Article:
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Equal rights for equal risk.

Two studies reported in the New England Journal of Medicine last July emphasized the need for greater awareness of the risk of coronary artery disease in women. Because the disease is very uncommon among premenopausal women, females have garnered considerably less medical attention than males, in terms of both prevention and treatment of heart disease.

One of the studies, from the Harvard Medical School, involved more than 83,000 cases. Researchers found, for example, that doctors were about 10 times more likely to recommend angiography after a positive stress test for a man than for a woman. Angiography is an invasive diagnostic technique in which x-ray-detectable dye is injected into the coronary arteries through a thin catheter threaded into the heart through an artery in the arm or the leg. The x-ray thus detects blockage in the coronary arteries. Because there is some risk to the procedure, and because doctors generally assume that females are far less likely than males to have coronary artery disease, some doctors are reluctant to subject their female patients to this additional risk after a positive stress test.

In the other study, data from 112 American and Canadian hospitals showed that a woman was not likely to receive equal treatment for suspected heart disease until she actually had a heart attack. Even then, women were half as likely to have surgery, although drug treatment for angina was about the same for both men and women.

What, then, is the risk of coronary artery disease in women and what ought they do to prevent it? After menopause, women begin to develop cardiovascular disease at a rate that soon approaches that of men. For example, the rate for women aged 60 is about the same as that for men 10 years younger, but by age 75 or 80, the rates are the same. After age 75, heart disease kills more women than does cancer.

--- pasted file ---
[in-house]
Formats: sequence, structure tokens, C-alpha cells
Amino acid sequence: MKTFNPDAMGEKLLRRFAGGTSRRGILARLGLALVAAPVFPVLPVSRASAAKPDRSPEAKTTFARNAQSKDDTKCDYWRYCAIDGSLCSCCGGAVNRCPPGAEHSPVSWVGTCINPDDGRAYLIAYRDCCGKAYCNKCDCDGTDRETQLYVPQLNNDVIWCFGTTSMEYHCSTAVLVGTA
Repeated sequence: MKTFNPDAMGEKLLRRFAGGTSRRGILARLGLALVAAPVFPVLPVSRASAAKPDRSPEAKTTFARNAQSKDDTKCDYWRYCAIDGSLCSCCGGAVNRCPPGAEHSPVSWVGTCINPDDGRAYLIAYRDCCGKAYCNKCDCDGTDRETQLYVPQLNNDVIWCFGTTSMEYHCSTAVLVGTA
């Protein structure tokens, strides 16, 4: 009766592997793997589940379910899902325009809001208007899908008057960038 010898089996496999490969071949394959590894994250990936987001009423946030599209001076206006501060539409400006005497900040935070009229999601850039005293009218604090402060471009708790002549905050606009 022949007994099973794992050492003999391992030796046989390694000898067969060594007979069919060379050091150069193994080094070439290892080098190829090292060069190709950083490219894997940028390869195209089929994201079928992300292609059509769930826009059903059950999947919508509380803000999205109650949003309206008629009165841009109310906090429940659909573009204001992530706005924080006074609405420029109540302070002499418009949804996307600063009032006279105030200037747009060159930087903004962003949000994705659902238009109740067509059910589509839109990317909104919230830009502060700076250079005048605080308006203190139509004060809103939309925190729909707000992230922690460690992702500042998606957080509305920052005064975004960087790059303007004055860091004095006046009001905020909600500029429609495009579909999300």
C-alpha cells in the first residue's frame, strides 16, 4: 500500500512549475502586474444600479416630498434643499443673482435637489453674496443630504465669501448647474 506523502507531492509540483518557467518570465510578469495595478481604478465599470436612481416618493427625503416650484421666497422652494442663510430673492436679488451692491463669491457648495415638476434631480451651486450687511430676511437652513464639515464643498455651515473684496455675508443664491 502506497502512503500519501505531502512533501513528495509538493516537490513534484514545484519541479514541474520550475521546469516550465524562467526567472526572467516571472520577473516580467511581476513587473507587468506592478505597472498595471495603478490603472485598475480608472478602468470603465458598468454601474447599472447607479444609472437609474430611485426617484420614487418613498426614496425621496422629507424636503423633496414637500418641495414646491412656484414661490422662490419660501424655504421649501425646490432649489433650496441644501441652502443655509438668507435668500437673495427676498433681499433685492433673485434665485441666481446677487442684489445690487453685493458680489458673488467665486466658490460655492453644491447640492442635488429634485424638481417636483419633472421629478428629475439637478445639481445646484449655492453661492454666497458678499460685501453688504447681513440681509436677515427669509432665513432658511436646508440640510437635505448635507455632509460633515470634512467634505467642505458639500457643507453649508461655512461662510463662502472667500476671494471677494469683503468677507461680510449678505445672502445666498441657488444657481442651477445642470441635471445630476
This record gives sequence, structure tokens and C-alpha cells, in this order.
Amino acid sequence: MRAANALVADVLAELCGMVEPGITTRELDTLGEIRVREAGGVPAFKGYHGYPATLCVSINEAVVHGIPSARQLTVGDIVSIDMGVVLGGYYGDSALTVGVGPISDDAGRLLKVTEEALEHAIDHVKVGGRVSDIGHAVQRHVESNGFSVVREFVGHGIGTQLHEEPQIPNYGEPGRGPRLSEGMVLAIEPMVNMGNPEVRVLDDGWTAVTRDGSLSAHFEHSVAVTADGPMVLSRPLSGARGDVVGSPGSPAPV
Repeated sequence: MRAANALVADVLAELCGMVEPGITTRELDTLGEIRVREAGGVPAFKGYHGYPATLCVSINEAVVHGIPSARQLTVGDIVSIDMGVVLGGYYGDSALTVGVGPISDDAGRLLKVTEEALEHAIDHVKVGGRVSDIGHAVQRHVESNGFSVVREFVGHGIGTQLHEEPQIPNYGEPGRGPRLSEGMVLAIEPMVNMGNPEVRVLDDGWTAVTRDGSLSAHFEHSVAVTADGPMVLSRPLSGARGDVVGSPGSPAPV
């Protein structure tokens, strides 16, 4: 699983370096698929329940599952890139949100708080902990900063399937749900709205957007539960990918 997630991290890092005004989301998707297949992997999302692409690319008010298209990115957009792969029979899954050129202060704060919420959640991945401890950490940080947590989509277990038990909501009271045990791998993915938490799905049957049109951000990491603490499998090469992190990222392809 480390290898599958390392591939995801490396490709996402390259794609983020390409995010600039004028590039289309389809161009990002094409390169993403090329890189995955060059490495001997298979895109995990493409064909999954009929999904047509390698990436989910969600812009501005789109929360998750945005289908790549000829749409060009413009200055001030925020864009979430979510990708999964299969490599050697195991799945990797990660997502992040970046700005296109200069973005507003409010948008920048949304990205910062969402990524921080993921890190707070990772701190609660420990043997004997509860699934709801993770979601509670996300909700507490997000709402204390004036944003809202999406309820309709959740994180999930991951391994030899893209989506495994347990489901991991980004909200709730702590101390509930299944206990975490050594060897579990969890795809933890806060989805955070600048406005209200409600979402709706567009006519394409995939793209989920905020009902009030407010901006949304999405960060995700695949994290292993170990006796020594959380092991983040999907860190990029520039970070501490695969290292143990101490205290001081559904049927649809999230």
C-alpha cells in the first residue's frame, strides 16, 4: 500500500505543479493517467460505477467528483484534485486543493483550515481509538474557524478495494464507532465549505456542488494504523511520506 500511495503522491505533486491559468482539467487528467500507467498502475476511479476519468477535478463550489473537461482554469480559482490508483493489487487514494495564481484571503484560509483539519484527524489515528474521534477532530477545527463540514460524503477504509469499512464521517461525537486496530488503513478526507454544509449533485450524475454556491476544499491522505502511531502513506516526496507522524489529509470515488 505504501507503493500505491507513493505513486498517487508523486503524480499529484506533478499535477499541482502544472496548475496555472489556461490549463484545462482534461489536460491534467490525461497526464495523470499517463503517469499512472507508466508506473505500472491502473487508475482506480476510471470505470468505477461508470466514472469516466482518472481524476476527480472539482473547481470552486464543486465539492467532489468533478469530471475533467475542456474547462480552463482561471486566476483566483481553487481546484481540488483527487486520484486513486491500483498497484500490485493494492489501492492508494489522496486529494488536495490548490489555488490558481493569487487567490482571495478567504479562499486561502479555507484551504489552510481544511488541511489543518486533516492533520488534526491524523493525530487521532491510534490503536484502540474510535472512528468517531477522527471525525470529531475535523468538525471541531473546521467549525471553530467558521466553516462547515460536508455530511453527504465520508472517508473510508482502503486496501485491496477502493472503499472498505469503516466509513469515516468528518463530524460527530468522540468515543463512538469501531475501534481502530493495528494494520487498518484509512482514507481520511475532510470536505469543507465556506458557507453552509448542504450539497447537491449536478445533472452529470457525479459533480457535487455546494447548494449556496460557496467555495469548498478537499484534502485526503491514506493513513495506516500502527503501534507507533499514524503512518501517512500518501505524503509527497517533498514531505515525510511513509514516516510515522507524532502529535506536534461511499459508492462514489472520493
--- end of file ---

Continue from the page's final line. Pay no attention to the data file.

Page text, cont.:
The hormone estrogen appears to protect women from heart disease in their earlier years, but exactly how it does this is not yet clear. Last September, the NEJM published a report on 50,000 postmenopausal nurses who, after taking estrogen, reduced their heart disease risk by 50 percent. Other studies, however, have suggested an increased risk of breast cancer and cancer of the endometrium (the lining of the uterus) with estrogen therapy. Many doctors are now using a combination of low-dose estrogen and a synthetic form of another female hormone, progesterone, to treat the hot flashes and other symptoms of menopause.

Preventive measures for women are the same as those for men, although some are given more emphasis. Smoking, for example, is probably the greatest hazard. Two-thirds of the heart attacks that do occur among younger women are attributed to cigarettes. Moreover, the association of birth control pills and heart disease occurs only among women who smoke. Women who give up smoking altogether will lower their risk to those of nonsmokers in only two years.

Family history is another important consideration. Get regular checkups if close relatives have had heart disease-especially if before 50-and if you're black. Exercise regularly, follow a low-fat diet, and bring your weight back toward normal if overweight. Have blood pressure and cholesterol checked regularly. Finally, don't settle for anything less than equal care if your doctor thinks you have a cardiovascular problem!
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Title Annotation:coronary artery disease in women
Publication:Medical Update
Date:Mar 1, 1992
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